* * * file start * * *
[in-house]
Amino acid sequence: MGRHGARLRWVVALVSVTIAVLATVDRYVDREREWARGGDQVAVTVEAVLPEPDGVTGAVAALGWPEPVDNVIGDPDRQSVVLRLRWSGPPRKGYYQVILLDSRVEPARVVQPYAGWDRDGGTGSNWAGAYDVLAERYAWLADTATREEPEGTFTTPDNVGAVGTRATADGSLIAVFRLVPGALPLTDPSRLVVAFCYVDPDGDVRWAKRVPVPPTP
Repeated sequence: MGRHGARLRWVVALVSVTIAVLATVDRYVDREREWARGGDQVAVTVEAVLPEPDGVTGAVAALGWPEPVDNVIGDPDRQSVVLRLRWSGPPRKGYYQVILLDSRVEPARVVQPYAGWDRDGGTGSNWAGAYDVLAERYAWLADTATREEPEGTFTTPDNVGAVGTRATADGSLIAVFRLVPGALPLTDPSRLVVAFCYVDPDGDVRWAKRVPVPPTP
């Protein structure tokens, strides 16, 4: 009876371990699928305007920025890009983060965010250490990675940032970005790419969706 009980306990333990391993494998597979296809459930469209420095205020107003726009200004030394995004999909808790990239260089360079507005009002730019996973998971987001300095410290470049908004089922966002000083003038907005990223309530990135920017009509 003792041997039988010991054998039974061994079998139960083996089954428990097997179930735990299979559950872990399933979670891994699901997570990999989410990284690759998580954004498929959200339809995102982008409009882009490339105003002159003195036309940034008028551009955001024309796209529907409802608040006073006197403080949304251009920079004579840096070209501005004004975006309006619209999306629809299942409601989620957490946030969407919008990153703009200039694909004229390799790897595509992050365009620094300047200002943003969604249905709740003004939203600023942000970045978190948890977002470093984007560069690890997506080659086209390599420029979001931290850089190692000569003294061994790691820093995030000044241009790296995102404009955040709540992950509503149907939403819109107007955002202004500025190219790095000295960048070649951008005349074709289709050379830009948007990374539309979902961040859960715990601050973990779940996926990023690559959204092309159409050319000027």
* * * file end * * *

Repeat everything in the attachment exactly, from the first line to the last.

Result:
[in-house]
Amino acid sequence: MGRHGARLRWVVALVSVTIAVLATVDRYVDREREWARGGDQVAVTVEAVLPEPDGVTGAVAALGWPEPVDNVIGDPDRQSVVLRLRWSGPPRKGYYQVILLDSRVEPARVVQPYAGWDRDGGTGSNWAGAYDVLAERYAWLADTATREEPEGTFTTPDNVGAVGTRATADGSLIAVFRLVPGALPLTDPSRLVVAFCYVDPDGDVRWAKRVPVPPTP
Repeated sequence: MGRHGARLRWVVALVSVTIAVLATVDRYVDREREWARGGDQVAVTVEAVLPEPDGVTGAVAALGWPEPVDNVIGDPDRQSVVLRLRWSGPPRKGYYQVILLDSRVEPARVVQPYAGWDRDGGTGSNWAGAYDVLAERYAWLADTATREEPEGTFTTPDNVGAVGTRATADGSLIAVFRLVPGALPLTDPSRLVVAFCYVDPDGDVRWAKRVPVPPTP
């Protein structure tokens, strides 16, 4: 009876371990699928305007920025890009983060965010250490990675940032970005790419969706 009980306990333990391993494998597979296809459930469209420095205020107003726009200004030394995004999909808790990239260089360079507005009002730019996973998971987001300095410290470049908004089922966002000083003038907005990223309530990135920017009509 003792041997039988010991054998039974061994079998139960083996089954428990097997179930735990299979559950872990399933979670891994699901997570990999989410990284690759998580954004498929959200339809995102982008409009882009490339105003002159003195036309940034008028551009955001024309796209529907409802608040006073006197403080949304251009920079004579840096070209501005004004975006309006619209999306629809299942409601989620957490946030969407919008990153703009200039694909004229390799790897595509992050365009620094300047200002943003969604249905709740003004939203600023942000970045978190948890977002470093984007560069690890997506080659086209390599420029979001931290850089190692000569003294061994790691820093995030000044241009790296995102404009955040709540992950509503149907939403819109107007955002202004500025190219790095000295960048070649951008005349074709289709050379830009948007990374539309979902961040859960715990601050973990779940996926990023690559959204092309159409050319000027």